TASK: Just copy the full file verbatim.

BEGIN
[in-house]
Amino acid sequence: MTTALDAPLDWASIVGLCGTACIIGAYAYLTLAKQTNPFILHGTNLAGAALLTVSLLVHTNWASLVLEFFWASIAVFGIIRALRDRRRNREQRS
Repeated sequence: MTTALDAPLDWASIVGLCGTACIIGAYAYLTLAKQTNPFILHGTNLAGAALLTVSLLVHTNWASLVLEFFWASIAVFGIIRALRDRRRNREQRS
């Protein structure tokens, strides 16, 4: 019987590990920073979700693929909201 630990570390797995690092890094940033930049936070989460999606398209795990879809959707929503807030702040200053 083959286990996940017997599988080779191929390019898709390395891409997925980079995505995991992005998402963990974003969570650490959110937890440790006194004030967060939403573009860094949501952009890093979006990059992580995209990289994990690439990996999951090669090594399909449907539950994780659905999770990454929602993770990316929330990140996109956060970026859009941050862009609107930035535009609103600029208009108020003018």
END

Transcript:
[in-house]
Amino acid sequence: MTTALDAPLDWASIVGLCGTACIIGAYAYLTLAKQTNPFILHGTNLAGAALLTVSLLVHTNWASLVLEFFWASIAVFGIIRALRDRRRNREQRS
Repeated sequence: MTTALDAPLDWASIVGLCGTACIIGAYAYLTLAKQTNPFILHGTNLAGAALLTVSLLVHTNWASLVLEFFWASIAVFGIIRALRDRRRNREQRS
């Protein structure tokens, strides 16, 4: 019987590990920073979700693929909201 630990570390797995690092890094940033930049936070989460999606398209795990879809959707929503807030702040200053 083959286990996940017997599988080779191929390019898709390395891409997925980079995505995991992005998402963990974003969570650490959110937890440790006194004030967060939403573009860094949501952009890093979006990059992580995209990289994990690439990996999951090669090594399909449907539950994780659905999770990454929602993770990316929330990140996109956060970026859009941050862009609107930035535009609103600029208009108020003018």